Find out how Hypothesis Testing Helped Indict a Nurse for Murder

Ever heard of a Criminal or Forensic analyst? Well, it’s one of those slightly off-the-beaten-track exciting and challenging data analyst careers and involves systematic analysis for identifying and analyzing patterns and trends in crime and disorder.

We have seen an increasing effort by law enforcement establishments to fight and control crime using data analytics in the last decade. Information on patterns can help law enforcement agencies deploy resources more effectively, and help in identifying and apprehending suspects, sometimes even before a crime is committed. Crime analysis can also help in devising solutions to crime problems in society.

Though very popular in the west, it is encouraging to see that in India too, police departments have begun to use data to fight and control crime. Organizations like the National Crime Records Bureau (NCRB), a Government of India organisation and firms like Delhi-based ForensicsGuru (whose clients include the governments of Delhi, Orissa and Uttarakhand, the NIA and CBI) actively engage in crime analysis solutions, together with most big consulting companies like KPMG, Ernst and Young and KPMG.

 So what skills does a crime analyst need?

Crime analysts must have strong communication and analytical skills, as well as great writing ability. They need to be able to locate and interpret data and must be able to repackage and present it in a way that can be easily understood by others. They should have a passion for research and a genuine desire to assist and support law enforcement in preventing and solving crime.

Sounds interesting? Well, let’s hear of an actual example that I discussed in a post originally published in the Silicon India Blogs, where I talk about how the technique of hypothesis testing was used in a courtroom trial as a key piece of evidence to secure an indictment in a murder case.

The Kirsten Gilbert Case

Kirsten Gilbert was a nurse at the Veterans Affairs medical centre in Northampton, Massachusetts. She had built up quite a reputation among her colleagues at the hospital. Usually, she was the first one to notice that a patient was going into cardiac arrest and her colleagues had observed that she would remain calm, injecting epinephrine in an effort to restart the heart before emergency teams arrived. Some of the patients would survive but a large number would perish. Her colleagues named her “Angel of Death”.

Some staff members at the hospital showed concern over the unusually high death rates during Kirsten’s shift. Hospital authorities launched an investigation but the investigation could not implicate Kirsten as authorities concluded that the death rates for cardiac arrests in Veterans Affair medical centre were comparable to similar establishments elsewhere. Some staff members were not convinced and demanded another probe.

The hospital administration then hired a University of Massachusetts Professor, Stephen Gehlbach. He looked into hospital records on cardiac arrests and subsequent deaths. He then looked at the data on an annual number of deaths at the hospital from 1988(the year Gilbert joined) to 1997, broken down by shifts.  He then correlated the instances of deaths with the shifts in which Gilbert was present. This is what he observed:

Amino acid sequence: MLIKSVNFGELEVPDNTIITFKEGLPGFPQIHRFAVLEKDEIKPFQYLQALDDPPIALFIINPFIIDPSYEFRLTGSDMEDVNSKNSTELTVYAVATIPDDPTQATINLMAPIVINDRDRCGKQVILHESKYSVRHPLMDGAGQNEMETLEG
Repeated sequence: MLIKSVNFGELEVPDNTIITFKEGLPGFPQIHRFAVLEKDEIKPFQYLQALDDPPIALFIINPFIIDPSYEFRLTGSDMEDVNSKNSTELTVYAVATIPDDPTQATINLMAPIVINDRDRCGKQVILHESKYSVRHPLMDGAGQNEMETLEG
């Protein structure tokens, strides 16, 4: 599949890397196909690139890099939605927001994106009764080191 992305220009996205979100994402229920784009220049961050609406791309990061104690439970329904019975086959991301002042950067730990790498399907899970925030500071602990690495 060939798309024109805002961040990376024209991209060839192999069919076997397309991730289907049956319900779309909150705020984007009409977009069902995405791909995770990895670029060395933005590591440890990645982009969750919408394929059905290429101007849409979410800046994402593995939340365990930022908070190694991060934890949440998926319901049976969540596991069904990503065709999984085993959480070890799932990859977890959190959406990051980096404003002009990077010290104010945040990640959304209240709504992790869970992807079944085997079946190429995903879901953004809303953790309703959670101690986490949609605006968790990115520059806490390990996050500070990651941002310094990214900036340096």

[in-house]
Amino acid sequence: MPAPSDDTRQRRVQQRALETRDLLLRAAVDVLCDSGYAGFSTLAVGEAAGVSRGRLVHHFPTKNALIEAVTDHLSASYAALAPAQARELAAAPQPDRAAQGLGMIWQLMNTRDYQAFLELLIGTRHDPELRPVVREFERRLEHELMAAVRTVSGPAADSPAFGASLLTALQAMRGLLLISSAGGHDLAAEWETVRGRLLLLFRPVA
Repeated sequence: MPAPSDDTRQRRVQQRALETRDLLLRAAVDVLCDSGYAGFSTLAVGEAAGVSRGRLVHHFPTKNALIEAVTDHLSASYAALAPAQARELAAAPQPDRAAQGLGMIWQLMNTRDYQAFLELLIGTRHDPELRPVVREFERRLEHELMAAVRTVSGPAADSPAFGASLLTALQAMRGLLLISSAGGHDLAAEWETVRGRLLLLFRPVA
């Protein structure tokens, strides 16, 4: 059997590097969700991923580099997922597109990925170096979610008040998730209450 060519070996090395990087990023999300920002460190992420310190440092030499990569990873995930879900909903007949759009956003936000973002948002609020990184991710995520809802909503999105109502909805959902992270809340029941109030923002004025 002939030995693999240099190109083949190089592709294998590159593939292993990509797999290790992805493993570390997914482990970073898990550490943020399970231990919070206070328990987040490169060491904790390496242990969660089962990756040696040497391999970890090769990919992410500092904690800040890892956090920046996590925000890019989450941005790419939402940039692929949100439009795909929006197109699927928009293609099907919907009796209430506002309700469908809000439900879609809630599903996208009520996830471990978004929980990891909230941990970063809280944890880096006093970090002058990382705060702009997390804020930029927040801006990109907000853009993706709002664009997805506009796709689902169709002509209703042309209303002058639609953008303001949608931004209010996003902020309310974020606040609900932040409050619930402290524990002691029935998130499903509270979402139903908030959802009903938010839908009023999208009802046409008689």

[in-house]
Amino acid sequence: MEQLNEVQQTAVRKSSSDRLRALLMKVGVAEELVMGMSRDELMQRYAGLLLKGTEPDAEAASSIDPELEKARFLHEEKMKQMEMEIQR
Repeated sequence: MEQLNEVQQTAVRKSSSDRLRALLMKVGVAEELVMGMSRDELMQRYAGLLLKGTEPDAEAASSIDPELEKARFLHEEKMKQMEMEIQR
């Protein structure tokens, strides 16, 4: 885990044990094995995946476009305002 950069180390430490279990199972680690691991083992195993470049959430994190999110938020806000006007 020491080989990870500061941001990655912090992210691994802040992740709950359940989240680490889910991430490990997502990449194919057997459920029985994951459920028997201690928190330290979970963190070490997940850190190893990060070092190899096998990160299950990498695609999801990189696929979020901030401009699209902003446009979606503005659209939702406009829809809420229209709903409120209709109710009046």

Gilbert present Death on shift
Yes No Total
Yes 40 217 257
No 34 1350 1384
Total 74 1567 1641

As can be seen from the data there were a total of 74 deaths out of 1641 cases of cardiac arrests but 40 of these deaths occurred when Gilbert was on shift. Clearly, the data seems to suggest that there is a relationship between Gilbert’s presence and death on a shift. But one can also argue that this observation can be due to coincidence or random chance only!!! The challenge before Stephen Gehlbach was to show that it was very unlikely to observe the numbers that were being observed if Gilbert’s presence in the shift and Deaths on the shift were independent. He then computed how the data should have looked like had there been no relationship between Gilbert’s presence and deaths on shift. These are the numbers he came up with:

Gilbert present Death on shift
Yes No Total
Yes 11.589 245.4107 257
No 62.410 1321.589 1384
Total 74 1567 1641

Now the next thing that Gehlbach had to do was to figure out what were the chances of observing 40 deaths when you expected to observe only 12 (11.589) deaths. This can be seen as a simple coin toss in which the number of deaths can be thought of as the number of heads. The probability of seeing death is 74/1641 = 0.045. If we treat the 257 instances in which Gilbert was present as 257 coin tosses, what are the chances of seeing 40 or more deaths? It turns out we can use the binomial distribution to approximate this, on computing, this probability is 1 in 100 million!!! In other words, it is impossible to get 40 shifts with deaths from an ordinary chance-like variation.

This crucial analysis by Dr Gehlbach became an important piece of evidence which prompted the hospital administration to initiate a formal criminal investigation and try her in a court of law. Eventually, she was found guilty of murder and sentenced to life imprisonment.

The long arms of data analytics are indeed reaching far and wide. So for all you Sherlock Homes fans, here is an exciting career to think about. Use your aptitude for numbers, combined with your naturally curious and intuitive mindset to go about solving mysteries using data. Invest in some data analytics skills. Take charge…

Interested in a career in Data Science?
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Ch-02, pp 13-20, The numbers behind NUM3RS (2007), Keith Devlin, Gary Lorden

Applying Statistics in the courtroom: A new approach for attorneys and expert witnesses (2001), Philip Good

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